Michael Jordan or LeBron James? It’s a debate that will span from now until the end of basketball. Now, that discussion has added a new wrinkle — and a rabbit for a teammate. The time has come for King James to suit up for the Tune Squad.
On Wednesday, after years of rumors, James and his production company announced that the “Space Jam ” sequel is finally happening, and will tentatively start filming next summer.
With Ryan Coogler of “Black Panther,” “Creed” and “Fruitvale Station” announced as producer and Terence Nance of “Random Acts of Flyness” as director, the expectations for the sequel will almost undoubtedly be higher than they were for the 1996 film. The same goes for James, who played a “bizarro” version of himself in the 2015 film “Trainwreck,” which prompted the New Yorker to call the basketball star’s role as “the greatest movie performance by an active professional basketball player.”
In the 22 years since the Quad City DJ’s challenged audiences to slam (and welcomed them to the jam), “Space Jam” remains a cultural fixture and a financial success, pairing Jordan with the beloved Looney Tunes, grossing more than $230 million worldwide in the process.
The film is a pillar of nostalgia for ’90s kids who still wear the Tune Squad jerseys and know the lyrics to the movie’s theme. The highest grossing basketball film of all time also opened up the possibility of crossover film experiences that paired athletes, many with little to no acting experience, with bankable, historical animated characters.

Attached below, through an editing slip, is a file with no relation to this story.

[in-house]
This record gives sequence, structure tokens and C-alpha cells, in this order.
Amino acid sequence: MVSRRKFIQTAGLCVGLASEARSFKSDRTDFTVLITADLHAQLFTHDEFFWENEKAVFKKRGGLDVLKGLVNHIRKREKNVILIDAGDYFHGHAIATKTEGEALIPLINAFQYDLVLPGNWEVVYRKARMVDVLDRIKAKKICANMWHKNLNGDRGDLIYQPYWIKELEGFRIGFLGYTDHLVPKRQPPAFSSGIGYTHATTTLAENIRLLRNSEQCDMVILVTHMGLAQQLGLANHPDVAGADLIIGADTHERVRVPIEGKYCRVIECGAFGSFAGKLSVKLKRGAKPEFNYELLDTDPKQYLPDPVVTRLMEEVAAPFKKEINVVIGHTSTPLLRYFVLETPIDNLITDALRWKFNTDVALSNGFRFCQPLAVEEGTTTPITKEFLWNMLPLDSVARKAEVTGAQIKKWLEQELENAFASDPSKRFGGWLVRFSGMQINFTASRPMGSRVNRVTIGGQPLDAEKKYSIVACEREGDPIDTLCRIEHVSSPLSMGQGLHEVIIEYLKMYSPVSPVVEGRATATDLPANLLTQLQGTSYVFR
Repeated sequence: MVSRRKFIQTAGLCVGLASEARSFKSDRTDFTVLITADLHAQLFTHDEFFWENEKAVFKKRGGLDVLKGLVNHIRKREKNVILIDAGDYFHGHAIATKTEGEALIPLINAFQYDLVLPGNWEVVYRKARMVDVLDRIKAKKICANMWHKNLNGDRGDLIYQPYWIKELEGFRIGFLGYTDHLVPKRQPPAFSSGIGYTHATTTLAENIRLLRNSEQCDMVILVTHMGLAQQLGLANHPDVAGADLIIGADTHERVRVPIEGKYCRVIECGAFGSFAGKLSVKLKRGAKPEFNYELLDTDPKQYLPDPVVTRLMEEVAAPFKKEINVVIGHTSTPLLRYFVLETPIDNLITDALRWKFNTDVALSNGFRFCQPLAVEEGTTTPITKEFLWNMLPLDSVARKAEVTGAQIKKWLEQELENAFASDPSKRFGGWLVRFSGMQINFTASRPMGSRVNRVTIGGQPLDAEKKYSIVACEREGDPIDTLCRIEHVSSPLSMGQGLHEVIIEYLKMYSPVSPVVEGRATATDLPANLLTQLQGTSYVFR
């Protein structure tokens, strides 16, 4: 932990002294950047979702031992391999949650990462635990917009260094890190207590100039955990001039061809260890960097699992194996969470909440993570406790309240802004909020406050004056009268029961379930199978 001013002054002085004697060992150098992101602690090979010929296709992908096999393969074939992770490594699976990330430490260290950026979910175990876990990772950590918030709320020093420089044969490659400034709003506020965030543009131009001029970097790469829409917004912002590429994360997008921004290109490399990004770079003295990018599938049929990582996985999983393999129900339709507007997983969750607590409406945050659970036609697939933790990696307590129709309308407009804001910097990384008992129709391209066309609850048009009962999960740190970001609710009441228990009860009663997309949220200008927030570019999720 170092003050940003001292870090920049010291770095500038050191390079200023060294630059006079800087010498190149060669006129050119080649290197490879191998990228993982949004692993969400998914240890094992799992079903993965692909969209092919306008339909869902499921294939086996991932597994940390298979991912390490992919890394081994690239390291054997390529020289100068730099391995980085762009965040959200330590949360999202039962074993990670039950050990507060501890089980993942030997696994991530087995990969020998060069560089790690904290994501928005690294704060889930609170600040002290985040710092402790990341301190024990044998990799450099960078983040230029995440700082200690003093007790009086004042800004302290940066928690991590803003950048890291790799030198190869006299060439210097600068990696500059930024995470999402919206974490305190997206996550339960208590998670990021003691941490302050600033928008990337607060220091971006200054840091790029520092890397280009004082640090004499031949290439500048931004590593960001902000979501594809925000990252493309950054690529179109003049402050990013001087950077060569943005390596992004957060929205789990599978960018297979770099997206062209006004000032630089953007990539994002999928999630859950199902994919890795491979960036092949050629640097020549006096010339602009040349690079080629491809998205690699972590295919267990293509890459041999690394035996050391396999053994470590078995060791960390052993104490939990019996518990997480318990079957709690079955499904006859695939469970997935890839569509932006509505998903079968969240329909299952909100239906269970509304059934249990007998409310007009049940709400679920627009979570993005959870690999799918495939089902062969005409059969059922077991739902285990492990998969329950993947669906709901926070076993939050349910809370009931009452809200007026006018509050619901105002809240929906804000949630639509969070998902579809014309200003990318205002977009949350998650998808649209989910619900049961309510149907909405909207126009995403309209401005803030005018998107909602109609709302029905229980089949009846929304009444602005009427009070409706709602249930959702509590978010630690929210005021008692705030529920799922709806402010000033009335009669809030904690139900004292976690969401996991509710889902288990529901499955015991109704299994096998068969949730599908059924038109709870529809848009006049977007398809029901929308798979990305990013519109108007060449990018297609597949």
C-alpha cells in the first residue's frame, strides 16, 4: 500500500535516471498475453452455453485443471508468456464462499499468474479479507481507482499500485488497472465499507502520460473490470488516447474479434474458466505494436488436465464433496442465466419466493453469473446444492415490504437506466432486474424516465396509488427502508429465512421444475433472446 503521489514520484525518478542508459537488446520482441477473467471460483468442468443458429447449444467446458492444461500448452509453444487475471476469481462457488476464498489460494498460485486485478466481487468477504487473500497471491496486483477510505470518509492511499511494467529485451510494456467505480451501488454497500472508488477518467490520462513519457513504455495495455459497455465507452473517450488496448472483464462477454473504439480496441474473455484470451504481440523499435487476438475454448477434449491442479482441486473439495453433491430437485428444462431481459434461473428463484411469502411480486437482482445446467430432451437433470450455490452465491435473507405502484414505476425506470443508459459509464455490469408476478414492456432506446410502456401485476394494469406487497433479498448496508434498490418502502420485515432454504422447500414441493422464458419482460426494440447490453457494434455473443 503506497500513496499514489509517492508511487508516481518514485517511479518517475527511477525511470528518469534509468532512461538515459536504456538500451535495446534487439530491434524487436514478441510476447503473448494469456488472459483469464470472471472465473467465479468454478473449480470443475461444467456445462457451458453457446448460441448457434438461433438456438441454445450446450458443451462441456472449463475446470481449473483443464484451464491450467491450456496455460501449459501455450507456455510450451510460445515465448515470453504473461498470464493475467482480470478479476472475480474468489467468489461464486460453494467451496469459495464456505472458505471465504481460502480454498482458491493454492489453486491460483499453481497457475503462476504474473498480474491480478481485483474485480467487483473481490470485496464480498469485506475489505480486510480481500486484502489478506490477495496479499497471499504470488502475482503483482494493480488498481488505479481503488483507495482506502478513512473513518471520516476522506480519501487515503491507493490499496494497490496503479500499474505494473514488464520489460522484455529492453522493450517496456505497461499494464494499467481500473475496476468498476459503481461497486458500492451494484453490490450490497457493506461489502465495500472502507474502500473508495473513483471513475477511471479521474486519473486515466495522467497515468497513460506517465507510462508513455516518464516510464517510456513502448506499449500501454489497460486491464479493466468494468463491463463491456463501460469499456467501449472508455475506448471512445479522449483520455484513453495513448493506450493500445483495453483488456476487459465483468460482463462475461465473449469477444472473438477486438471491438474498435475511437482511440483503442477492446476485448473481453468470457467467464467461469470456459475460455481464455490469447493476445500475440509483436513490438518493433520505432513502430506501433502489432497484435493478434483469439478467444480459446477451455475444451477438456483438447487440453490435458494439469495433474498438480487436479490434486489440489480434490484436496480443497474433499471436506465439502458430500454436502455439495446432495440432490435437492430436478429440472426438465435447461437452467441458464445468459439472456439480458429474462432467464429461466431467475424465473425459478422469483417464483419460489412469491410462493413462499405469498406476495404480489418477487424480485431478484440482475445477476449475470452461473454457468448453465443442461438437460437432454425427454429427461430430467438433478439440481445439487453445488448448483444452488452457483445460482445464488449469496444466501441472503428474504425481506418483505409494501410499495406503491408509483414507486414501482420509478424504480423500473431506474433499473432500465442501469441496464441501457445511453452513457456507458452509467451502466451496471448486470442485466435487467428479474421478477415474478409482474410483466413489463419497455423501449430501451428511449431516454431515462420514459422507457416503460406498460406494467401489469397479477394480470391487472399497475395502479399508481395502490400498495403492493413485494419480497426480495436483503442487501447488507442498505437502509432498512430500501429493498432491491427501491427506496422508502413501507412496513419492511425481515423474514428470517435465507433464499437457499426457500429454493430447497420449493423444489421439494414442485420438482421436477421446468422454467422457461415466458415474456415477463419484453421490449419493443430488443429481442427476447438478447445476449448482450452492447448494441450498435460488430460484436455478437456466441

“There’s never been a precedent for a movie like ‘Space Jam,’ ” Joe Pytka, the film’s director, told Charlie Rose in 1997. He would describe the movie in 2012 as basically two extended versions of two Nike ads, plus a couple others he had done with Nike. “It’s a miracle that the movie even got made, and now that it’s been successful, it’s just another miracle,” he told Rose at the time.
The idea started with two early ’90s Nike ads directed by Pytka.
Jordan and Bugs Bunny, his future “Space Jam” sidekick, were paired together for a couple of commercials, one of which aired during Super Bowl XXVI, that would show Warner Bros. they had a recipe for success.
David Falk, then Jordan’s agent, saw the potential and sold Warner Bros. on the idea of the movie, according to the New York Times. From there, Warner Bros. targeted Ivan Reitman, who had just completed “Dave” for the studio. Joe Medjuck, a producer who worked with Reitman on films such as “Ghostbusters,” “Beethoven,” and “Kindergarten Cop” among others, said he had been told how his colleague was approached by Lucy Fisher, then an executive at Warner Bros., while on a flight. The pitch to Reitman and his colleagues was straightforward: A full-length film featuring Jordan and Bugs Bunny.
“We thought we had the two biggest stars in the world,” Medjuck told The Washington Post in an interview late Wednesday. “I said, this is a great idea. Why wouldn’t we do this?”
The filming was intense, going from August to October 2015, right before the start of the basketball season. When the time came to wrap the film’s shooting for the day, Medjuck said Jordan, who made a dramatic return to the NBA months earlier, headed straight to the makeshift basketball court known as “the Jordan Dome” that had been constructed for him in the parking lot of the Warner Bros. set. Medjuck said that everyone from Dennis Rodman to Queen Latifah (and even Dean Cain) would show up to play with — or attempt to keep up with — Jordan.